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Brown relieved of his duties

Binary_Digit

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This may sound like leftist rhetoric, but maybe Bush should have appointed somebody qualified in the first place... Unless somebody can explain how judging Arabian horse competitions can yield practical experience in the art of coordinating large-scale emergency response efforts. But I do applaud Bush for getting rid of him. Now hopefully somebody qualified will be taking over.
 

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The radio station i'm listening to just broke in with this breaking news.

Brown was nominated by Bush.
He must have really screwed up with Katrina!
 

cnredd

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Binary_Digit said:
This may sound like leftist rhetoric, but maybe Bush should have appointed somebody qualified in the first place... Unless somebody can explain how judging Arabian horse competitions can yield practical experience in the art of coordinating large-scale emergency response efforts. But I do applaud Bush for getting rid of him. Now hopefully somebody qualified will be taking over.
Prior to joining FEMA, Mr. Brown practiced law in Colorado and Oklahoma, where he served as a bar examiner on ethics and professional responsibility for the Oklahoma Supreme Court and as a hearing examiner for the Colorado Supreme Court. He had been appointed as a special prosecutor in police disciplinary matters. While attending law school he was appointed by the Chairman of the Senate Finance Committee of the Oklahoma Legislature as the Finance Committee Staff Director, where he oversaw state fiscal issues. His background in state and local government also includes serving as an assistant city manager with emergency services oversight and as a city councilman.

Mr. Brown was also an adjunct professor of law for the Oklahoma City University.

A native of Oklahoma, Mr. Brown holds a bachelor's degree in Public Administration/Political Science from Central State University, Oklahoma. He received his J.D. from Oklahoma City University’s School of Law.


http://www.fema.gov/about/bios/brown.shtm

This is, in no way, a defense of him...He should be fired...

In fact, he should be re-hired just so Bush can fire him AGAIN....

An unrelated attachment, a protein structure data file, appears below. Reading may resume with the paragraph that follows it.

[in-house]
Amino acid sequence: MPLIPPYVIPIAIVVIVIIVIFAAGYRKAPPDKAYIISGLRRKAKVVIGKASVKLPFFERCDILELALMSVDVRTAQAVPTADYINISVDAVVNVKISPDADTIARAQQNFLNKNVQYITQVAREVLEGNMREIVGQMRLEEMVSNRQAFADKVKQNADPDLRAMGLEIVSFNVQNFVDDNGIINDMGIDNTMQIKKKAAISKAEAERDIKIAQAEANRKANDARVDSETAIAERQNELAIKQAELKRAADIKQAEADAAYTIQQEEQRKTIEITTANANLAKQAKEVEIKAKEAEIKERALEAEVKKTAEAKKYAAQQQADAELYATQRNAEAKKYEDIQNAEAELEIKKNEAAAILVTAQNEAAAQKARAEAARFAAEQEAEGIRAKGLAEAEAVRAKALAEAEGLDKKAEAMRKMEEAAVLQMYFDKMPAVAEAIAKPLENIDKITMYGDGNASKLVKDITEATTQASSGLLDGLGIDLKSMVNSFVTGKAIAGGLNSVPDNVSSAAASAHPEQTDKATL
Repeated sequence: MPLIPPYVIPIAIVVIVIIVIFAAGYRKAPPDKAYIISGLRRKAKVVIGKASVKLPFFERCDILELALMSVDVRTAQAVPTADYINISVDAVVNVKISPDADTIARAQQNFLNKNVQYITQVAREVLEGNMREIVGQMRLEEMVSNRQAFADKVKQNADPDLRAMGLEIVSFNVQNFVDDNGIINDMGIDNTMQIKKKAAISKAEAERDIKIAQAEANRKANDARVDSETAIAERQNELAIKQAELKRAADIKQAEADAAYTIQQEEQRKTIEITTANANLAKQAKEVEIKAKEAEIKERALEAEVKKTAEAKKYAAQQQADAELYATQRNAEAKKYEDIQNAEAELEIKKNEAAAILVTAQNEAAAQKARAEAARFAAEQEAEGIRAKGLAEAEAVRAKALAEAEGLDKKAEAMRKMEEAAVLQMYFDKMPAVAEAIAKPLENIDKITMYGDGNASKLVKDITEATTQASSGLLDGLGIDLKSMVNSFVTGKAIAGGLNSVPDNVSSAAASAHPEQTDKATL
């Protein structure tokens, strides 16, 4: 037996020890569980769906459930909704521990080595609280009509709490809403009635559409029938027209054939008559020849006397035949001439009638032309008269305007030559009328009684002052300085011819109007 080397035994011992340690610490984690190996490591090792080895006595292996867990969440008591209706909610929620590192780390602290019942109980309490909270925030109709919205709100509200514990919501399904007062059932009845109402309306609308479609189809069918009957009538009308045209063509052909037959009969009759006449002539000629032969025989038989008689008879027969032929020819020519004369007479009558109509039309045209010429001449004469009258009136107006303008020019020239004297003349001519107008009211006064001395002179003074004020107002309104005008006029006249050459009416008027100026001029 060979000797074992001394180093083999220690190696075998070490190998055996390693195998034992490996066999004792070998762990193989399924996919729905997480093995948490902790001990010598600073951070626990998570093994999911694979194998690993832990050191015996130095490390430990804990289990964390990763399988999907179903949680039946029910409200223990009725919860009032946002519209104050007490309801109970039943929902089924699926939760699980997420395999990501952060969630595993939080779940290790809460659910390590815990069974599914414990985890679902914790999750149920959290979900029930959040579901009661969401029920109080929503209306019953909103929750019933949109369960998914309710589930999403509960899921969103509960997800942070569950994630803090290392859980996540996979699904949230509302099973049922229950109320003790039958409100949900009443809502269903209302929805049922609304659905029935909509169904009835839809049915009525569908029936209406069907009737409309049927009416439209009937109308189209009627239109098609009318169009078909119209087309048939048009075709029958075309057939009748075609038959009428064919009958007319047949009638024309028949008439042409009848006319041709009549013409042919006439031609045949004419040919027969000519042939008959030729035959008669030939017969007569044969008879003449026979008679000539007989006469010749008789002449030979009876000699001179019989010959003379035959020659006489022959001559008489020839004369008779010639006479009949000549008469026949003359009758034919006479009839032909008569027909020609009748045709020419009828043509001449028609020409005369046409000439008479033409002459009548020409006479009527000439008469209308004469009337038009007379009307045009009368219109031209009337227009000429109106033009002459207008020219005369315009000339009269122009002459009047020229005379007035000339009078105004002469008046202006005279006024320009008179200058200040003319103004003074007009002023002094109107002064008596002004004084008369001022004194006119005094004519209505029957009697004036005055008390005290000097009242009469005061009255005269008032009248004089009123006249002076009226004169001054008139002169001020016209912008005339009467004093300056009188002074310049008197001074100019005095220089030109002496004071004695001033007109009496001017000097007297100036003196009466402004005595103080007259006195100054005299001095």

But the "Arabian horse" stuff thrown out is childish...so "yes; it IS leftist rhetoric"....another unnecesary cheap shot...it's becoming "expected"...
 

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BTW: Brown is NOT fired just being taken away from the Katrina recovery group. Hes been sent back to run FEMA nationally.
Seems no matter how BAD Bushs gang screws up they just don't get fired!
Bush will NEVER admit he made a mistake or better still he will never admit he screwed up!
 

Binary_Digit

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Cnredd, thanks for the link. So he was an assistant city manager overseeing emergency services in Oklahoma, and he served on the president's policy coordination group that responded to the 9/11 attacks, before being appointed as the "Under Secretary". It sounds like he had some experience with emergency response, but this was his first job as the leader of an emergency response team. And according to the rest of that link, he's done a fantastic job leading Homeland Security with the other 164 presidentially declared disasters and emergencies. In fact, he has direct experience with hurricanes:

"In 2004, Mr. Brown led FEMA’s thousands of dedicated disaster workers during the most active hurricane season in over 100 years, as FEMA delivered aid more quickly and more efficiently than ever before."

So I wonder how he fouled this one up so bad?

Anyway, I would like to retract what I said previously about Brown being unqualified to lead FEMA. I think it's still debatable, but at least he did have some relavent experience.
 

cnredd

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Binary_Digit said: